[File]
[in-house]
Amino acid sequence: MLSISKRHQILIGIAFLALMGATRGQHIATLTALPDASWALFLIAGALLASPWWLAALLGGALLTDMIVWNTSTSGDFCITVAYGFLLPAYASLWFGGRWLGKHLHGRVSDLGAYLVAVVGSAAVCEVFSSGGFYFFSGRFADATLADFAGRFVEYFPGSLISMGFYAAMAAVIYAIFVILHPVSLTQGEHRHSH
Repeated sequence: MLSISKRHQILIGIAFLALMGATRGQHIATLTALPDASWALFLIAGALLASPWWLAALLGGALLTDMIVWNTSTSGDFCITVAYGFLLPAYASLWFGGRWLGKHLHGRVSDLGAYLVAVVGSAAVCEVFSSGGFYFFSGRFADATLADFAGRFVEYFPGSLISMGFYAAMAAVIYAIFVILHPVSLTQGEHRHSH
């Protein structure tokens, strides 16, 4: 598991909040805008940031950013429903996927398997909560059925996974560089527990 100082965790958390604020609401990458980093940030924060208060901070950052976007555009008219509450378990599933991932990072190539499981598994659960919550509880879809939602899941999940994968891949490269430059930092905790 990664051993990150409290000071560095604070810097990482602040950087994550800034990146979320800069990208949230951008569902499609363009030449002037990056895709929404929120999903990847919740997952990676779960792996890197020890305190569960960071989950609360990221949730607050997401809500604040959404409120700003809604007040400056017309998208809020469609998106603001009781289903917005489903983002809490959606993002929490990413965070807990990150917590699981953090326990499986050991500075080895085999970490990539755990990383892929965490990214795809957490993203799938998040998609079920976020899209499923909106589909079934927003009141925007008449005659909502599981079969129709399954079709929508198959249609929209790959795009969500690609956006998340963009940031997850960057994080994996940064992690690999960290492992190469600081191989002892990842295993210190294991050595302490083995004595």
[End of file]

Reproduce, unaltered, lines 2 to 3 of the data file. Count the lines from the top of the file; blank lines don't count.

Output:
Amino acid sequence: MLSISKRHQILIGIAFLALMGATRGQHIATLTALPDASWALFLIAGALLASPWWLAALLGGALLTDMIVWNTSTSGDFCITVAYGFLLPAYASLWFGGRWLGKHLHGRVSDLGAYLVAVVGSAAVCEVFSSGGFYFFSGRFADATLADFAGRFVEYFPGSLISMGFYAAMAAVIYAIFVILHPVSLTQGEHRHSH
Repeated sequence: MLSISKRHQILIGIAFLALMGATRGQHIATLTALPDASWALFLIAGALLASPWWLAALLGGALLTDMIVWNTSTSGDFCITVAYGFLLPAYASLWFGGRWLGKHLHGRVSDLGAYLVAVVGSAAVCEVFSSGGFYFFSGRFADATLADFAGRFVEYFPGSLISMGFYAAMAAVIYAIFVILHPVSLTQGEHRHSH